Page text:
Loser: Blueblood programs. North Carolina didn’t qualify for the tournament, while Kansas, Duke and Kentucky lost in the second round. It’s the second time in three years that the Sweet 16 doesn’t feature any members of that illustrious quartet — but only the second time this century. We’ll see if their absence impacts tournament TV ratings.
Winner: UCLA. The Bruins advanced to the Sweet 16 for the third consecutive season, fending off Northwestern in the second round. However, the victory came with a potential cost as reserve guard David Singleton injured his ankle in the final minute. His effectiveness in the next round is unknown, but the Bruins are running out of healthy guards. Defensive star Jaylen Clark is out for the season.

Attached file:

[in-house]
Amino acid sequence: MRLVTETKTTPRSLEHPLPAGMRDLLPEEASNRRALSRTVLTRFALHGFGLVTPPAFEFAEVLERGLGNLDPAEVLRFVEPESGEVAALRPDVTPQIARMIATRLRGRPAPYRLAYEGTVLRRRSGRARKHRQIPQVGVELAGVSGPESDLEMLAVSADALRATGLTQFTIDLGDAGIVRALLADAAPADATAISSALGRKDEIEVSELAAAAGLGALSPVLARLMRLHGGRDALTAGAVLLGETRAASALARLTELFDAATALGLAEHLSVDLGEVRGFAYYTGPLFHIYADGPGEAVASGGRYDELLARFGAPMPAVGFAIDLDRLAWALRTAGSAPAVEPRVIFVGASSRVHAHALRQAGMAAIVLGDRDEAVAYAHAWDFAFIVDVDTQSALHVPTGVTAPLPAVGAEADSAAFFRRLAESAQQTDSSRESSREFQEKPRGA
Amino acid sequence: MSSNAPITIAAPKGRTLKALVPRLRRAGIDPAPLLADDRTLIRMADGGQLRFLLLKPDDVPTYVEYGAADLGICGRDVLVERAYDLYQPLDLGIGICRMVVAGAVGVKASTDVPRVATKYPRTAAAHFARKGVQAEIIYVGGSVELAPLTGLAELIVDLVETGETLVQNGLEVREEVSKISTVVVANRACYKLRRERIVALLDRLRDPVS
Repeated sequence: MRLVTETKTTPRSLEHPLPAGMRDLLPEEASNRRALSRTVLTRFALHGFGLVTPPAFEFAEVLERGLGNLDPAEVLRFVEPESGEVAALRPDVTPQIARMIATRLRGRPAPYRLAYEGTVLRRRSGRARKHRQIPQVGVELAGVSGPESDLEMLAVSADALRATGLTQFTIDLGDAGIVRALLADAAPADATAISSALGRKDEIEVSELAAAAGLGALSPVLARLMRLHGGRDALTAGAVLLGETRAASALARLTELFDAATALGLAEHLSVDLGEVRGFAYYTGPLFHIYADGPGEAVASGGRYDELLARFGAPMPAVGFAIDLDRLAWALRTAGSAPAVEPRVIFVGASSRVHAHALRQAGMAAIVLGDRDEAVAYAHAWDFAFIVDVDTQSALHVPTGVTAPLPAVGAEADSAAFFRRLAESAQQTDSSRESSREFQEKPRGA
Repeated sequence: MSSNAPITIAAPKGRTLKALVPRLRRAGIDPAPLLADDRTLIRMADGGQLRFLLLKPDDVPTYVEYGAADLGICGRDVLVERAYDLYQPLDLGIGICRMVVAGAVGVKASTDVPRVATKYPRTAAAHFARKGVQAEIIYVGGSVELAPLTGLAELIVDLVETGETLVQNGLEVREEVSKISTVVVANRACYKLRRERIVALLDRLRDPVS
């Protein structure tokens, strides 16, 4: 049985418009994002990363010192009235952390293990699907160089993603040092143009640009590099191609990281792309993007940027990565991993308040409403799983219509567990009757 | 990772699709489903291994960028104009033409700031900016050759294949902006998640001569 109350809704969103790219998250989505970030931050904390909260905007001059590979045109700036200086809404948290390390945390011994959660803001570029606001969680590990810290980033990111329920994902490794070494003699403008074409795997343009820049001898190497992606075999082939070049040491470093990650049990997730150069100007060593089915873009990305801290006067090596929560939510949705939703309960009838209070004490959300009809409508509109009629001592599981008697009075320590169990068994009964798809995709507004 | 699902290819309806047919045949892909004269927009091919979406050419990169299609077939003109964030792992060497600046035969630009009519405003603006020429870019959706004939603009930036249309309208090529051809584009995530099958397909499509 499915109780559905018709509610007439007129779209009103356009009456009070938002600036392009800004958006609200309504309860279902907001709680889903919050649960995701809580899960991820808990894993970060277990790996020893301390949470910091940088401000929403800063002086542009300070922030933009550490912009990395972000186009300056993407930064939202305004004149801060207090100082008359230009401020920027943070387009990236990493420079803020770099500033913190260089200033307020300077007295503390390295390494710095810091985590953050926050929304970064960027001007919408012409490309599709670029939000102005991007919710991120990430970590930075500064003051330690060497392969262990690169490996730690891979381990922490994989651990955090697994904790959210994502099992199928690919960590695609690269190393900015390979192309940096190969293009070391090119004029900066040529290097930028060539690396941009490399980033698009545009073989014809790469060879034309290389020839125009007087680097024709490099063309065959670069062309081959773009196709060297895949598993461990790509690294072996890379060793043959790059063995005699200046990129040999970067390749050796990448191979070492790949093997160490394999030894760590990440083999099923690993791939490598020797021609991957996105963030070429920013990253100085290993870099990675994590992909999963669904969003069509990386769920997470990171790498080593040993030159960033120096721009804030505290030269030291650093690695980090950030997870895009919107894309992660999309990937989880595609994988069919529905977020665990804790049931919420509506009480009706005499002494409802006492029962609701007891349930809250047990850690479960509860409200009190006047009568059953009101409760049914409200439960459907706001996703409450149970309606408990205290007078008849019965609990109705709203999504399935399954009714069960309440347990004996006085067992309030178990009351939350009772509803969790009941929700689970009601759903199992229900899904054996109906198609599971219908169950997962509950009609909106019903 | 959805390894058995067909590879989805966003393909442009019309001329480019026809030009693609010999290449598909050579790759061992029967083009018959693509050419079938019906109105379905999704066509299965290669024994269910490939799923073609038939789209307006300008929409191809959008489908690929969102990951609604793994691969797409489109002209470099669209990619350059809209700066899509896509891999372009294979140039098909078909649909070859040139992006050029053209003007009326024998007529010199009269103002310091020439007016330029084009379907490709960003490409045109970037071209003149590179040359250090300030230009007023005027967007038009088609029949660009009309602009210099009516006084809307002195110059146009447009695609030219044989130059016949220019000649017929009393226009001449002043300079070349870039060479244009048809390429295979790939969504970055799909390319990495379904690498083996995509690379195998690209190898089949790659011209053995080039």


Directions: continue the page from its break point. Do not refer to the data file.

Loser: Arizona. Plenty of high-profile basketball programs have lost to No. 15 seeds, but Arizona is the only school to have been victimized twice with the loss to Santa Clara in 1993 and Princeton in 2023. Thirty years ago, the Wildcats regrouped and advanced to the Final Four in ’94. Will they follow that path next season?
Winner: Princeton. The Tigers rallied to stun Arizona, then walloped Missouri in the second round to advance to the Sweet 16 for the first time since 1967. The run comes seven months after the passing of legendary Princeton coach Pete Carril. Somewhere, he’s smiling … maybe.
Loser: Purdue. The Boilermakers joined Virginia as the only No. 1 seeds to lose to the No. 16, but the issues for coach Matt Painter’s program run deeper than one game. Purdue has been bounced from the NCAAs by the No. 13, 15 and 16 seeds in the past three years.